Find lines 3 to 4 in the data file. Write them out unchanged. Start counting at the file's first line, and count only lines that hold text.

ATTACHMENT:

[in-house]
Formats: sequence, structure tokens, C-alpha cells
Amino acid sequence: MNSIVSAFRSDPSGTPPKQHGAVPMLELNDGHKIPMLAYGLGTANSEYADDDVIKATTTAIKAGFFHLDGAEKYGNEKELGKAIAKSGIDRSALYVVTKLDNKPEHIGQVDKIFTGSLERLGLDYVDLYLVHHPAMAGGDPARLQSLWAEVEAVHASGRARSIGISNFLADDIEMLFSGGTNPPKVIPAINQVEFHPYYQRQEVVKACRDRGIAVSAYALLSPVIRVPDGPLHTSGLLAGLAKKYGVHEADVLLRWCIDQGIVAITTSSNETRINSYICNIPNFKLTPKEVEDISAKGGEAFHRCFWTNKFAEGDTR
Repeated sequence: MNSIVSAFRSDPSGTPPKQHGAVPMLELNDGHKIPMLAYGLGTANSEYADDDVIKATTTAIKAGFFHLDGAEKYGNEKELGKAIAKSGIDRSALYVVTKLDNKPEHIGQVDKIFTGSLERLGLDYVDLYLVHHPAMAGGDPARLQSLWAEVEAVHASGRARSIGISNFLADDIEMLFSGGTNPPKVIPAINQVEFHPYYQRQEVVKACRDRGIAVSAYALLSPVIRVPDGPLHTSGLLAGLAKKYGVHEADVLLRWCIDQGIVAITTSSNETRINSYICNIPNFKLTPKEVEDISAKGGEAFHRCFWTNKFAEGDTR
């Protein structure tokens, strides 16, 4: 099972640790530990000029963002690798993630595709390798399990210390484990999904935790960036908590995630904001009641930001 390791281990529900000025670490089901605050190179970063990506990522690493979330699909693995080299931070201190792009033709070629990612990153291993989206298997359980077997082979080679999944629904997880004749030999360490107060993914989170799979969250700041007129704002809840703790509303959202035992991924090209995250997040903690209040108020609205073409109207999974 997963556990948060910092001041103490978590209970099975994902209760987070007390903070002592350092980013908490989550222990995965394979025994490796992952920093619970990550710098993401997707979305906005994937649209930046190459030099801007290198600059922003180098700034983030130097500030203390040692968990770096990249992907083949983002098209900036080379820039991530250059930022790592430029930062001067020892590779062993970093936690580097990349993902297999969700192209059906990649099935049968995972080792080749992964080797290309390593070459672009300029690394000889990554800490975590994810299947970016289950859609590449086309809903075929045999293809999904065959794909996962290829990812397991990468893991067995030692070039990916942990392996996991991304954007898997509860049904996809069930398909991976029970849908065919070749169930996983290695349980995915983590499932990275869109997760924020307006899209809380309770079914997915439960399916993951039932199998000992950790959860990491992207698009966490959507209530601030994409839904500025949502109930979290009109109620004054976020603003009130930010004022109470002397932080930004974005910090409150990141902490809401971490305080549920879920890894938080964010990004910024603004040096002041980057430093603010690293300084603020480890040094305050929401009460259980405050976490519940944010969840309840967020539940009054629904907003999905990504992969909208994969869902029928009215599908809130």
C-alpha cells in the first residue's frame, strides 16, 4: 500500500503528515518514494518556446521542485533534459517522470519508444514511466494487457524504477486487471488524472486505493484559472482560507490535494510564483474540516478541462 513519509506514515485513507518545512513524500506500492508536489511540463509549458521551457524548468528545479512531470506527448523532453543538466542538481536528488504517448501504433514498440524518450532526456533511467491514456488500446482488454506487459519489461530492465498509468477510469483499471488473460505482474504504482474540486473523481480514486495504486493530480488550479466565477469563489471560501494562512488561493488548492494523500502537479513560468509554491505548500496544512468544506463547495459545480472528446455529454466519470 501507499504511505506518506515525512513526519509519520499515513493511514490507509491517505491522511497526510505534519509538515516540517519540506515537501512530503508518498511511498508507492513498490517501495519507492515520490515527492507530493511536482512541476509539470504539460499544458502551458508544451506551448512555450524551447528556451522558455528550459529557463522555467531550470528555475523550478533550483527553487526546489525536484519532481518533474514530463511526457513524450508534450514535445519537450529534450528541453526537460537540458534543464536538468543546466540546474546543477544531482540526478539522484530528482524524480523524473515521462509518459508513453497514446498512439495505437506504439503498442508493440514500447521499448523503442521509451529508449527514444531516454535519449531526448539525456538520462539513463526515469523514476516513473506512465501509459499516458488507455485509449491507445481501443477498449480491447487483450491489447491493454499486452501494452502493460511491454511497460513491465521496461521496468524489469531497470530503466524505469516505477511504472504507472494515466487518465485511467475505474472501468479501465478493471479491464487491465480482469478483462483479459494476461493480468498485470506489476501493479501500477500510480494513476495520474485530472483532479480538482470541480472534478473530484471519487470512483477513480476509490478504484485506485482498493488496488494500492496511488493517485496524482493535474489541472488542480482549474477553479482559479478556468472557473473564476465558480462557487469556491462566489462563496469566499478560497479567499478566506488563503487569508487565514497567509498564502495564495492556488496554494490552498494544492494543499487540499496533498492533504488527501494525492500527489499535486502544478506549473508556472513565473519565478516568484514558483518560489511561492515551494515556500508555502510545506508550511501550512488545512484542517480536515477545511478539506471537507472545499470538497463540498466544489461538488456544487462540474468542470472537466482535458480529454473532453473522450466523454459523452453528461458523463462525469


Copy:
Amino acid sequence: MNSIVSAFRSDPSGTPPKQHGAVPMLELNDGHKIPMLAYGLGTANSEYADDDVIKATTTAIKAGFFHLDGAEKYGNEKELGKAIAKSGIDRSALYVVTKLDNKPEHIGQVDKIFTGSLERLGLDYVDLYLVHHPAMAGGDPARLQSLWAEVEAVHASGRARSIGISNFLADDIEMLFSGGTNPPKVIPAINQVEFHPYYQRQEVVKACRDRGIAVSAYALLSPVIRVPDGPLHTSGLLAGLAKKYGVHEADVLLRWCIDQGIVAITTSSNETRINSYICNIPNFKLTPKEVEDISAKGGEAFHRCFWTNKFAEGDTR
Repeated sequence: MNSIVSAFRSDPSGTPPKQHGAVPMLELNDGHKIPMLAYGLGTANSEYADDDVIKATTTAIKAGFFHLDGAEKYGNEKELGKAIAKSGIDRSALYVVTKLDNKPEHIGQVDKIFTGSLERLGLDYVDLYLVHHPAMAGGDPARLQSLWAEVEAVHASGRARSIGISNFLADDIEMLFSGGTNPPKVIPAINQVEFHPYYQRQEVVKACRDRGIAVSAYALLSPVIRVPDGPLHTSGLLAGLAKKYGVHEADVLLRWCIDQGIVAITTSSNETRINSYICNIPNFKLTPKEVEDISAKGGEAFHRCFWTNKFAEGDTR